Despite the fact that my youngest son was very familiar with the preschool that he would be attending, separation was a major problem for him. He had been to his older brother’s classroom countless times. He had met the teachers and knew the playground BUT, when it came time to stay by himself, he was devastated. He simply would not let me leave. He grabbed my arm, he wanted reassurance and most of all, he wanted me to stay nearby.
Since that time, I have taught many classes for preschool-age children and have dealt with many youngsters who don’t want mommies and daddies to leave. Their eyes well up and they send a clear message that they will be heartbroken if left. Almost without exception, my experience has been that when mommies and daddies show confidence in their child’s ability to cope and when they don’t hesitate, the child manages fine. Sometimes a few tears are shed but a skillful teacher will quickly have the child happily engaged in an activity.
For some children, I offer my small brass bell. We put it outside the classroom and their parent is instructed to ring it when they arrive just before pick up time. Usually we are enjoying a quiet circle time when the bell is rung and the child’s eyes light up when she realizes that mommy or daddy is waiting outside.
For other children, I have a small stuffed ladybug – it is just the right size for small hands. I encourage children who are feeling separation anxiety to “look after” the ladybug for me. Usually, within a few minutes, the child is happily playing and the ladybug has been left behind.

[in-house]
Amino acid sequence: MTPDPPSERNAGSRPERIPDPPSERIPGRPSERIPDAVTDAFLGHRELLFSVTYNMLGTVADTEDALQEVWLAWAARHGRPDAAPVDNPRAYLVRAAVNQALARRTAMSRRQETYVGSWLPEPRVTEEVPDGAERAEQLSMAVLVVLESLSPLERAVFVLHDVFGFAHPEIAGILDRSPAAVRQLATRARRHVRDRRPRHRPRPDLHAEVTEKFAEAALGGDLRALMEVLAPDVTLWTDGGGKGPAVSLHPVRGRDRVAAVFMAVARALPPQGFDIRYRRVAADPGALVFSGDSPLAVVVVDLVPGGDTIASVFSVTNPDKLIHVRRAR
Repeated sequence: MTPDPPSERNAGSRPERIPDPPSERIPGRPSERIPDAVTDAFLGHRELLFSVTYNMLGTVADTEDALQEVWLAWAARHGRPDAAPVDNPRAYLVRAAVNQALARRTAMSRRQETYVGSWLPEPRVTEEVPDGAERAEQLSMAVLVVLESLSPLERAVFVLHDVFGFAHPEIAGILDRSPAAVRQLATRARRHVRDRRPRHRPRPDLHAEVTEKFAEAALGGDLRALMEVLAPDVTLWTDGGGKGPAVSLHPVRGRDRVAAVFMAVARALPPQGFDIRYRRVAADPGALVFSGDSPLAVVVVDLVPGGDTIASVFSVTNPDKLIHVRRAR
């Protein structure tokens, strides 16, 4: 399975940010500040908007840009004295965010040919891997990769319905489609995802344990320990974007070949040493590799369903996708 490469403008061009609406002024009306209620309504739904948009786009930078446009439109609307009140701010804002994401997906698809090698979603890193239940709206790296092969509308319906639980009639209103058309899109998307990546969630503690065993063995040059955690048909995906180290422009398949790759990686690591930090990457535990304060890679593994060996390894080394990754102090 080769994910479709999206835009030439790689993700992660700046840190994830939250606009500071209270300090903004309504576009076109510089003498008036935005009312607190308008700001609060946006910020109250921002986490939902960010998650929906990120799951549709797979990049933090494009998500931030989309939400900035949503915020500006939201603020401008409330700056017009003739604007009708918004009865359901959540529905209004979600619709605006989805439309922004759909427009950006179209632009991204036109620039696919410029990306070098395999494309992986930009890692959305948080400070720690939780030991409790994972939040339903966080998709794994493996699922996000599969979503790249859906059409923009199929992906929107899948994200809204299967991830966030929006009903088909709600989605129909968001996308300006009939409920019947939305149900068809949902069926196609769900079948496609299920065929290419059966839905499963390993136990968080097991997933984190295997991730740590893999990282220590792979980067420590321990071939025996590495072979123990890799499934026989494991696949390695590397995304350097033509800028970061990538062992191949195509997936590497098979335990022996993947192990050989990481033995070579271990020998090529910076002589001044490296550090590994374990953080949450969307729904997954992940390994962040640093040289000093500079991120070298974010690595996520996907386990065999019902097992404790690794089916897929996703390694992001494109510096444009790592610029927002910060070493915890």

The Kissing Hand shares the story of Chester Raccoon and his reluctance to leave Mommy and go to school. He claims that he would rather stay at home, play with friends, read and swing. Mother Raccoon is ready with a simple but reassuring message:
“Sometimes we all have to do things we don’t want to do,” she told him gently. “Even if they seem strange and scary at first. But you will love school once you start.”
She shares a secret with her son.
Mrs. Raccoon took Chester’s left hand and spread open his tiny fingers into a fan. Leaning forward, she kissed Chester right in the middle of his palm.
Mrs. Raccoon is a wise mama. My best guess is that she is sad to see her youngster start school. She knows she will miss him and that he is taking a big step toward independence but she puts her own emotions aside and she equips Chester with the knowledge that his mother’s love will always be with him. She also shows confidence that he is ready to take this step away from home.
A great choice for children heading off to preschool or kindergarten. Do not be surprised if your child’s teacher shares this story during the first week of school.